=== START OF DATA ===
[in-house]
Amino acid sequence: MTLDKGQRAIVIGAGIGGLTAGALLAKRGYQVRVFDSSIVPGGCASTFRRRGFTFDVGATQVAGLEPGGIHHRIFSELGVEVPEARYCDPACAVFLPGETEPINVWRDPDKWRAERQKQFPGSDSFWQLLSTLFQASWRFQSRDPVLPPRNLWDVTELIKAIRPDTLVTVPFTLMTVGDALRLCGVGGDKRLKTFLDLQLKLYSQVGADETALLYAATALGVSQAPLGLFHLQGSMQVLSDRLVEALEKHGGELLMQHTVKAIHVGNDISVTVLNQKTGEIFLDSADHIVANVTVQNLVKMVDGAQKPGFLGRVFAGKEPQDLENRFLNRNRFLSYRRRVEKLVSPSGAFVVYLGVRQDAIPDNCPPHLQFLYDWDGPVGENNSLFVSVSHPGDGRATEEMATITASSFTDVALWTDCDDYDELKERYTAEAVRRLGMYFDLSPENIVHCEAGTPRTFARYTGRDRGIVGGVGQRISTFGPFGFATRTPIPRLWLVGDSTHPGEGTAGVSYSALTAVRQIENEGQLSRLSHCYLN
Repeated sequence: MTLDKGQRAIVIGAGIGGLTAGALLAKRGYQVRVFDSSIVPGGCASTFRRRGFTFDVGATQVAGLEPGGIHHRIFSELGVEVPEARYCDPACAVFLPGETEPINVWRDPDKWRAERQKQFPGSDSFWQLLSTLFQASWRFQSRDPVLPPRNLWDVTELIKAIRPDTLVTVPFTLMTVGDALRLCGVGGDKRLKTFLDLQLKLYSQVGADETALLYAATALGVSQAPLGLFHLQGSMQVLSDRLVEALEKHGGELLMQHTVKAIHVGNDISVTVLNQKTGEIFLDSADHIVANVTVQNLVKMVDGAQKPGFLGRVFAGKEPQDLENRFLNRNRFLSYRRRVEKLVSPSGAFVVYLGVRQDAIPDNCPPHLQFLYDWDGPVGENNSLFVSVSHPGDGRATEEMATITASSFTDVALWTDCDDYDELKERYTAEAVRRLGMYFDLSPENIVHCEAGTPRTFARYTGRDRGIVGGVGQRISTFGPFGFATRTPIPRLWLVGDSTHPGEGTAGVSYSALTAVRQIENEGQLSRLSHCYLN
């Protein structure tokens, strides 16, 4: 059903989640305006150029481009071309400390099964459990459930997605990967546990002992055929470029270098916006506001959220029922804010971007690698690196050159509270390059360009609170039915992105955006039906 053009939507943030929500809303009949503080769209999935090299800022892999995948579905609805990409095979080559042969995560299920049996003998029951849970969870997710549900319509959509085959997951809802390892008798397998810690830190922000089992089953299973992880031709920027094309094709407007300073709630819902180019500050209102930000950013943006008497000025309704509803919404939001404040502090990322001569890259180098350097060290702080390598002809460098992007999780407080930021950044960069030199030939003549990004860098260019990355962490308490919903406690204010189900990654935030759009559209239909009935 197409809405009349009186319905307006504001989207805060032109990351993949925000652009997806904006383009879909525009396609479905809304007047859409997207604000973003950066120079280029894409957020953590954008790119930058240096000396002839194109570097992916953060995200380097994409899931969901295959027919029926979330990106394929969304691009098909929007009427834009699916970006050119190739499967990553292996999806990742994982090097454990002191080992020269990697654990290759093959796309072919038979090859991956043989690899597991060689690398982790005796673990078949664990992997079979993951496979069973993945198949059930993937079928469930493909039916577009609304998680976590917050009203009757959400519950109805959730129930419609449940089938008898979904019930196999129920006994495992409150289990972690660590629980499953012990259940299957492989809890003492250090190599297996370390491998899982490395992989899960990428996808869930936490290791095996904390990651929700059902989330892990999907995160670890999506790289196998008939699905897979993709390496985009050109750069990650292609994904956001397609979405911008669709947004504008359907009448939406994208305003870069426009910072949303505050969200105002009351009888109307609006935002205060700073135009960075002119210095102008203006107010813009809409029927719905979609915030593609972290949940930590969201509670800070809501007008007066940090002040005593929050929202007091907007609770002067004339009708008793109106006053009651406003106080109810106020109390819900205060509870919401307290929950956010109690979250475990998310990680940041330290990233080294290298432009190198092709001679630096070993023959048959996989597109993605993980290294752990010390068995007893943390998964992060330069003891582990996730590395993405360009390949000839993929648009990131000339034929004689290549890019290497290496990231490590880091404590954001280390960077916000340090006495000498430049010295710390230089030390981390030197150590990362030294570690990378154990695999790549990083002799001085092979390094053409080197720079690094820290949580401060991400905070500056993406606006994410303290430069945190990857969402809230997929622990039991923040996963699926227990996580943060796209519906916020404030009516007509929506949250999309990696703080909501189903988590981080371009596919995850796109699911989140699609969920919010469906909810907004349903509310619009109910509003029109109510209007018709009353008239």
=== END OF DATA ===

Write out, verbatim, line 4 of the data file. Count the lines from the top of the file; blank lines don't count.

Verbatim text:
């Protein structure tokens, strides 16, 4: 059903989640305006150029481009071309400390099964459990459930997605990967546990002992055929470029270098916006506001959220029922804010971007690698690196050159509270390059360009609170039915992105955006039906 053009939507943030929500809303009949503080769209999935090299800022892999995948579905609805990409095979080559042969995560299920049996003998029951849970969870997710549900319509959509085959997951809802390892008798397998810690830190922000089992089953299973992880031709920027094309094709407007300073709630819902180019500050209102930000950013943006008497000025309704509803919404939001404040502090990322001569890259180098350097060290702080390598002809460098992007999780407080930021950044960069030199030939003549990004860098260019990355962490308490919903406690204010189900990654935030759009559209239909009935 197409809405009349009186319905307006504001989207805060032109990351993949925000652009997806904006383009879909525009396609479905809304007047859409997207604000973003950066120079280029894409957020953590954008790119930058240096000396002839194109570097992916953060995200380097994409899931969901295959027919029926979330990106394929969304691009098909929007009427834009699916970006050119190739499967990553292996999806990742994982090097454990002191080992020269990697654990290759093959796309072919038979090859991956043989690899597991060689690398982790005796673990078949664990992997079979993951496979069973993945198949059930993937079928469930493909039916577009609304998680976590917050009203009757959400519950109805959730129930419609449940089938008898979904019930196999129920006994495992409150289990972690660590629980499953012990259940299957492989809890003492250090190599297996370390491998899982490395992989899960990428996808869930936490290791095996904390990651929700059902989330892990999907995160670890999506790289196998008939699905897979993709390496985009050109750069990650292609994904956001397609979405911008669709947004504008359907009448939406994208305003870069426009910072949303505050969200105002009351009888109307609006935002205060700073135009960075002119210095102008203006107010813009809409029927719905979609915030593609972290949940930590969201509670800070809501007008007066940090002040005593929050929202007091907007609770002067004339009708008793109106006053009651406003106080109810106020109390819900205060509870919401307290929950956010109690979250475990998310990680940041330290990233080294290298432009190198092709001679630096070993023959048959996989597109993605993980290294752990010390068995007893943390998964992060330069003891582990996730590395993405360009390949000839993929648009990131000339034929004689290549890019290497290496990231490590880091404590954001280390960077916000340090006495000498430049010295710390230089030390981390030197150590990362030294570690990378154990695999790549990083002799001085092979390094053409080197720079690094820290949580401060991400905070500056993406606006994410303290430069945190990857969402809230997929622990039991923040996963699926227990996580943060796209519906916020404030009516007509929506949250999309990696703080909501189903988590981080371009596919995850796109699911989140699609969920919010469906909810907004349903509310619009109910509003029109109510209007018709009353008239």